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LibGuides – Enterprise 2.0 for the Library

Currently I am completing a Request for Proposal document outlining a web 2.0 implementation plan for the QUT Library. After investigating the Library’s current situation and identifying the tools they are currently offering their clients, I have come across one in particular which I am going to discuss in this post. This tool is known as LibGuides.

LibGuides is a software package developed by Springshare, a company who has made it their goal “to develop practical web 2.0 applications built specifically for libraries and educational institutions,” (Springshare, 2009). LibGuides is a “web 2.0 content management and library knowledge sharing system” that can be used to create attractive, multimedia rich web pages to share resources, content and knowledge collaboratively amongst users. LibGuides puts the power of content creation in Librarian’s hands. It provides a flexible and easy to use interface from which Librarians can create customised pages specific to the content they wish to display.

Below is a fairly long and unintersting video about the uses and benefits of LibGuides… but if you don’t feel like watching it all (Iwon’t blame you) I’ll give you the low down of how LibGuides works, what it offers and the benefits it provides.

How does it work?
The benefit of LibGuides comes from the ability for Librarians to customise the look and feel of the website and add content modules to the page similar to MySpace’s Profile 2.0 system. Dragging and dropping modules onto the page is simple and these modules range from plaintext modules to fully-fledged RSS modules, multimedia modules, Delicious tag cloud modules and so on. These modules or widgets depending on what you prefer, can be further customised to enable commenting, polls and so on to enable participation from its users.

What does it offer?
LibGuides offers Librarians with an unlimited potential to create meaningful, attractive and useful content for their clients. With the ability to drop LibGuide modules onto the page, multimedia, tag clouds, polls, commenting systems, social media integration and sharing are all at the finger tips of the Librarian without the need for profound technical knowledge.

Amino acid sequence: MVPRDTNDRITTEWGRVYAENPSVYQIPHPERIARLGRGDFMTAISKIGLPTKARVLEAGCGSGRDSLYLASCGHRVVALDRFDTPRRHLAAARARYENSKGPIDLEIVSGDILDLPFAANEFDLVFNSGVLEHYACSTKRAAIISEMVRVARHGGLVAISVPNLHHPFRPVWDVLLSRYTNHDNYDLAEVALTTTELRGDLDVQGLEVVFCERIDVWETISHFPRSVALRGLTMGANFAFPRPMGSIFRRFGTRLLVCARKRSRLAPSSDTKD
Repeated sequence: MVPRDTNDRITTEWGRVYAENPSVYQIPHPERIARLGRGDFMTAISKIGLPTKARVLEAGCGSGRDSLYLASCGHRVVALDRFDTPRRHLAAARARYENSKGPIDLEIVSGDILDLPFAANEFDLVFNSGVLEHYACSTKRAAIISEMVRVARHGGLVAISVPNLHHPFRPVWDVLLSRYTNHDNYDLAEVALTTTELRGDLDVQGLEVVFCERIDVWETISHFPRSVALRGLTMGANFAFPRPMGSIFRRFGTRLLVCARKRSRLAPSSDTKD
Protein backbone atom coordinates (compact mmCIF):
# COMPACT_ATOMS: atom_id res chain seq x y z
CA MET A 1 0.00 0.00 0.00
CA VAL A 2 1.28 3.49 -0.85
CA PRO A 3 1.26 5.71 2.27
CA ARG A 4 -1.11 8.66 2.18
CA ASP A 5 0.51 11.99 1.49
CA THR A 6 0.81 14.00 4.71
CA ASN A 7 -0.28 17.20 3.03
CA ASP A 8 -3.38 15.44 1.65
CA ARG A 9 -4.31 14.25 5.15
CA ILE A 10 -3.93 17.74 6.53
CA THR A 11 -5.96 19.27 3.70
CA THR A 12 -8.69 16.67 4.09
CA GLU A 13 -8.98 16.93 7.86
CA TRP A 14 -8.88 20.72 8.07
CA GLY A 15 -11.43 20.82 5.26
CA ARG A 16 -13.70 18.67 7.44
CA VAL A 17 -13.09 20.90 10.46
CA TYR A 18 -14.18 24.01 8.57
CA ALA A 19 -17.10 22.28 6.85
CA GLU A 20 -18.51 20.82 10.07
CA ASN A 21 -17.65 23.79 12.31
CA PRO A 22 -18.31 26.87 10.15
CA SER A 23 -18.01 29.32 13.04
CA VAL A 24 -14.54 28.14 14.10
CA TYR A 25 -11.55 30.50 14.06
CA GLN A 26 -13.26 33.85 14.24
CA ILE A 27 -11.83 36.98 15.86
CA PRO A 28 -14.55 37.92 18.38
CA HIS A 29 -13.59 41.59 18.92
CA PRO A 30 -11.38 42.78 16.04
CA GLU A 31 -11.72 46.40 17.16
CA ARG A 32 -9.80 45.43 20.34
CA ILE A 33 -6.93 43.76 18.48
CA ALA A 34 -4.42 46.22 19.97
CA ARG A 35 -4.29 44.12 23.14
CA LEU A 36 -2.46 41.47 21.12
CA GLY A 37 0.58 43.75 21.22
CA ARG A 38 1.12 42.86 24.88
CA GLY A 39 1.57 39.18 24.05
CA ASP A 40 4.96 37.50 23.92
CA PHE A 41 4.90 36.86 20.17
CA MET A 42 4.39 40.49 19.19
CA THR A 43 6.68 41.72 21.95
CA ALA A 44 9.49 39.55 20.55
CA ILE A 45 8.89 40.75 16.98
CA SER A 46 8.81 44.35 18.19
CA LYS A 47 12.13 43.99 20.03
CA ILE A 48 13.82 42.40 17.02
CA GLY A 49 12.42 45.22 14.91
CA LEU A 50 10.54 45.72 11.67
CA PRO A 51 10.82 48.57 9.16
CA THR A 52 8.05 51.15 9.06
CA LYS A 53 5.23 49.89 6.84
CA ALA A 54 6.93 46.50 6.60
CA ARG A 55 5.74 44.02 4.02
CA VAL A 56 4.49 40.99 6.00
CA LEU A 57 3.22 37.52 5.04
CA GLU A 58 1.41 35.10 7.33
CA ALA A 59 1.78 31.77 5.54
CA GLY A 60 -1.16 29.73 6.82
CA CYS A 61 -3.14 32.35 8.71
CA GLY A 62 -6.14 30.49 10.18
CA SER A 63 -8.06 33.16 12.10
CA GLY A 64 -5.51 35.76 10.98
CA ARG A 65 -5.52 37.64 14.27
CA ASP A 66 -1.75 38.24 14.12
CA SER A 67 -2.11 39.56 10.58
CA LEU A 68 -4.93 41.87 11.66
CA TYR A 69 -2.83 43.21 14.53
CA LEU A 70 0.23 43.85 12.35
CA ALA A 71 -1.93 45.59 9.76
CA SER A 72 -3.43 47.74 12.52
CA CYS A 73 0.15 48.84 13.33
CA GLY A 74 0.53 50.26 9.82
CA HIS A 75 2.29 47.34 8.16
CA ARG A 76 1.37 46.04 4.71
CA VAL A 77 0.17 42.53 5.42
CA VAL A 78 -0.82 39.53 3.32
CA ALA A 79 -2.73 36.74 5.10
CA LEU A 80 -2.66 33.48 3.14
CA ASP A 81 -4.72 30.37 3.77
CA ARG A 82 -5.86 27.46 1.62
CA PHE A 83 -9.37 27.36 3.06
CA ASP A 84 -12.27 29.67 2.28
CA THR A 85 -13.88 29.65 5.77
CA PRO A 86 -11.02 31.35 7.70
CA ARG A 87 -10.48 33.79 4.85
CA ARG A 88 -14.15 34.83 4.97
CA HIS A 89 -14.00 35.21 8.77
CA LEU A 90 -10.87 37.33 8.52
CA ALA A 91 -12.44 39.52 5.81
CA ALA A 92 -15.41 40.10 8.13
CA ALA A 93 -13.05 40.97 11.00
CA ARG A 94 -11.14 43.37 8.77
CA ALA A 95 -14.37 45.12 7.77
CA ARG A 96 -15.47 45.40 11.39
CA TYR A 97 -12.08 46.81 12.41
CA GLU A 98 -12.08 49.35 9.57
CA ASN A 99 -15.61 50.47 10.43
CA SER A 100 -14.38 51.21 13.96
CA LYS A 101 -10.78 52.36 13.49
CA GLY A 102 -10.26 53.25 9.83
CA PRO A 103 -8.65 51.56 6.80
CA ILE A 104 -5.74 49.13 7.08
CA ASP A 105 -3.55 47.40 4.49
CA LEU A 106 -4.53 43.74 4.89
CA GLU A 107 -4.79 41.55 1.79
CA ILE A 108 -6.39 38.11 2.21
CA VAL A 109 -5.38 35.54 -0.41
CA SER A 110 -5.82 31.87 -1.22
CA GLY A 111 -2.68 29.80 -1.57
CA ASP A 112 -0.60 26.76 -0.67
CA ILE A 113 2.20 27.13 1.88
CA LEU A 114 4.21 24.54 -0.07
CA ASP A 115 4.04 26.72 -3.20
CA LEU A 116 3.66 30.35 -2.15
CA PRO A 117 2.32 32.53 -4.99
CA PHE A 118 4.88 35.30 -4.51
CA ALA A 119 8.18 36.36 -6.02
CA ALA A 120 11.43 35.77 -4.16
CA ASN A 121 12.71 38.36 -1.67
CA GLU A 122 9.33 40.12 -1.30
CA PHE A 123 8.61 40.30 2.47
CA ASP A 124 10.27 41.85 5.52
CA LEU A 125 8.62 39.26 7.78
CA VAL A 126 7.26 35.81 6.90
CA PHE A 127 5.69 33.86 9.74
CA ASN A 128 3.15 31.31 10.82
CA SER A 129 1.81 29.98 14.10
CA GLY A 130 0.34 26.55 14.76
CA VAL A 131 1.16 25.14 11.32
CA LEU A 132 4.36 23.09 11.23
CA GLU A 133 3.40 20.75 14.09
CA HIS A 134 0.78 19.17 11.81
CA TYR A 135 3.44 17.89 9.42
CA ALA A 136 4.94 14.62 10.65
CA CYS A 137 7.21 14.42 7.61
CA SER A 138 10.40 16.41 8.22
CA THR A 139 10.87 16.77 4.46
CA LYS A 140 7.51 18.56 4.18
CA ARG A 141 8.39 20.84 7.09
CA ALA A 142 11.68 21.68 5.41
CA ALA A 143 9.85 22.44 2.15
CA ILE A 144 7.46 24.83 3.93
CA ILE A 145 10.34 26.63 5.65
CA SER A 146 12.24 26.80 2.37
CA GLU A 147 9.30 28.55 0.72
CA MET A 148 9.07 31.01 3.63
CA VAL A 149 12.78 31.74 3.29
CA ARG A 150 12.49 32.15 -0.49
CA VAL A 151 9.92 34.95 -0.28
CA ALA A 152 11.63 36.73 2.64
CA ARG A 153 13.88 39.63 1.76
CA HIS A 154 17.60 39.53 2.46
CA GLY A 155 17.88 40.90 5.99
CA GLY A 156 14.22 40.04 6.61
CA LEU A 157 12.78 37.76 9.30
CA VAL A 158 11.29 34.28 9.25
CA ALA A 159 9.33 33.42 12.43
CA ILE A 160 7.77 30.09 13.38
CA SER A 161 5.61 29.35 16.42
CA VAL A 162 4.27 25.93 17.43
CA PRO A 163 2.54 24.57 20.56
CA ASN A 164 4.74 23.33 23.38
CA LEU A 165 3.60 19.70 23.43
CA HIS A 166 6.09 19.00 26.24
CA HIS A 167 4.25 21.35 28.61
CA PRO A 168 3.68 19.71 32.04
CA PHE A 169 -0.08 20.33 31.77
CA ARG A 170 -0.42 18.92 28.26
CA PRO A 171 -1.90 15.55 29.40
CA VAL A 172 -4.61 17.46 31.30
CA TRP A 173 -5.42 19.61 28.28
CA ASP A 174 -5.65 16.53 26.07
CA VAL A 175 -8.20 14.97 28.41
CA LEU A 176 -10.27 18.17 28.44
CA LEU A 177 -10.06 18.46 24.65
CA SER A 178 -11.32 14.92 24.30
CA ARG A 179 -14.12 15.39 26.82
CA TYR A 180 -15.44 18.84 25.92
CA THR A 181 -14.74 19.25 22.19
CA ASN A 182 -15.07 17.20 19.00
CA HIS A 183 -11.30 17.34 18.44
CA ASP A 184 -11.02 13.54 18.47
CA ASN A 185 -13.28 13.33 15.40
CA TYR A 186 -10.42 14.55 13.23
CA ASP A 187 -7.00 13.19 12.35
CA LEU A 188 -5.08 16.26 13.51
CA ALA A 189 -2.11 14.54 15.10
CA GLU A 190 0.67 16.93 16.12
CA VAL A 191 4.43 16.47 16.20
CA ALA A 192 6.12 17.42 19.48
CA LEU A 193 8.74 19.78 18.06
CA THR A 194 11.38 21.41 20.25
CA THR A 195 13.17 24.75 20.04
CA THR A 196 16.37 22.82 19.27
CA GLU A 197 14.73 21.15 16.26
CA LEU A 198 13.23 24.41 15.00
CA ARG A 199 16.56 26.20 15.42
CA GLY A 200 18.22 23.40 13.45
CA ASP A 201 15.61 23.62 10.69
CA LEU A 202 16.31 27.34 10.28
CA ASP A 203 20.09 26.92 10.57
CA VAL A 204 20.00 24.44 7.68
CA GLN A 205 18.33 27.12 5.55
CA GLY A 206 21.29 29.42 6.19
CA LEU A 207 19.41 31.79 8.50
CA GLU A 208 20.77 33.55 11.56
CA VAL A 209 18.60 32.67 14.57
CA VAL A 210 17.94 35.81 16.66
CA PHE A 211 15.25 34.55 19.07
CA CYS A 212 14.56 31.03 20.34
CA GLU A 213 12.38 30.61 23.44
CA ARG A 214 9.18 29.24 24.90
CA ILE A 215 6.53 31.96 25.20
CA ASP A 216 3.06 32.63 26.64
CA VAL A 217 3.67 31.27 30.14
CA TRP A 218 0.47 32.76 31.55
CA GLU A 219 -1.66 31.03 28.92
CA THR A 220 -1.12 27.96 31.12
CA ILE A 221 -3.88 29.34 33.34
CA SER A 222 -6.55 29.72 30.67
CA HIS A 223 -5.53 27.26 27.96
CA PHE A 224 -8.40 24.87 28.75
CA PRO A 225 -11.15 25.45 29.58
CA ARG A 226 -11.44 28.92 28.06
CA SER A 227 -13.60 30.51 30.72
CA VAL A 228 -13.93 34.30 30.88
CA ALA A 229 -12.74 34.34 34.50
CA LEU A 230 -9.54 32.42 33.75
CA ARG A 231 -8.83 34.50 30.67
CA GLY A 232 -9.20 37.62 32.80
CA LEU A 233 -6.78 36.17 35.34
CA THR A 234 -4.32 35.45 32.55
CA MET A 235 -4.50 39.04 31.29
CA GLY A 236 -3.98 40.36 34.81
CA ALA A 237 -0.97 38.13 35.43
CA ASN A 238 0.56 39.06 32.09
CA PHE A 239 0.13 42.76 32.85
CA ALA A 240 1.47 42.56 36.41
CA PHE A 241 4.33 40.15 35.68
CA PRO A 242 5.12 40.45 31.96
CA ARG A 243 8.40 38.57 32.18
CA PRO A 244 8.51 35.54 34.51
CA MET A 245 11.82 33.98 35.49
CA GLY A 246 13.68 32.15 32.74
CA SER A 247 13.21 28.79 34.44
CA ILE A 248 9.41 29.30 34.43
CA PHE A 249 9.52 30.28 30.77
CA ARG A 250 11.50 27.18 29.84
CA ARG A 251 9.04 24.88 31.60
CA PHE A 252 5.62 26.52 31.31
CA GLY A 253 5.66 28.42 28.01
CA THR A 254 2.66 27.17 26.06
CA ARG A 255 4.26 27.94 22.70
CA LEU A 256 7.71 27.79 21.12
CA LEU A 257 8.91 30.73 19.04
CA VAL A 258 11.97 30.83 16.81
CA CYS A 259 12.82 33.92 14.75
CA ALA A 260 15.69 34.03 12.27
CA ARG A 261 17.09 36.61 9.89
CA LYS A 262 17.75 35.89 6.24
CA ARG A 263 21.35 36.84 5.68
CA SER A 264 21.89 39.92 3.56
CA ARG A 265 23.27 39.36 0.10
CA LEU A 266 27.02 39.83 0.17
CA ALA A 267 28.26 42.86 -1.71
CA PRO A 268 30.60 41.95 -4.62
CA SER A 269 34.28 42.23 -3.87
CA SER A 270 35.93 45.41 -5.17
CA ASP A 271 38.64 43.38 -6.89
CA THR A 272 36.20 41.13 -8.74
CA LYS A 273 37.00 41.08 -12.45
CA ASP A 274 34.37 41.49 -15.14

What are the benefits of LibGuides?

  • Integrating and embracing Web 2.0 technologies such as Twitter, syndication in the form of RSS feeds, social media sites such as Facebook, wikis and blogs has never been easier and with thousands of pre-made templates designing is even simpler.
  • Creating communities, sharing resources, monitoring usage and catalysing learning is much easier.
  • Receiving user opinions and running polls or questionnaires is as simple as dropping a module onto the page and customising a few fields. But for advanced users, customisation is powerful and can be used to adjust the appearance, look, behaviour and content of a module.

All in all I believe LibGuides is a huge step in the right direction for Libraries wanting to embrace web 2.0 concepts. It offers more flexibility and control in areas such as subject guides, learning portals and so forth allowing content to be customised and encouraging, enhancing and increasing collaboration and sharing in ways that Web 2.0 can only offer. You can try out LibGuides in use at the QUT Library’s subject guides: http://libguides.library.qut.edu.au/
Or if you are looking for more information on LibGuides you can visit their website at: http://www.springshare.com/libguides/index.html

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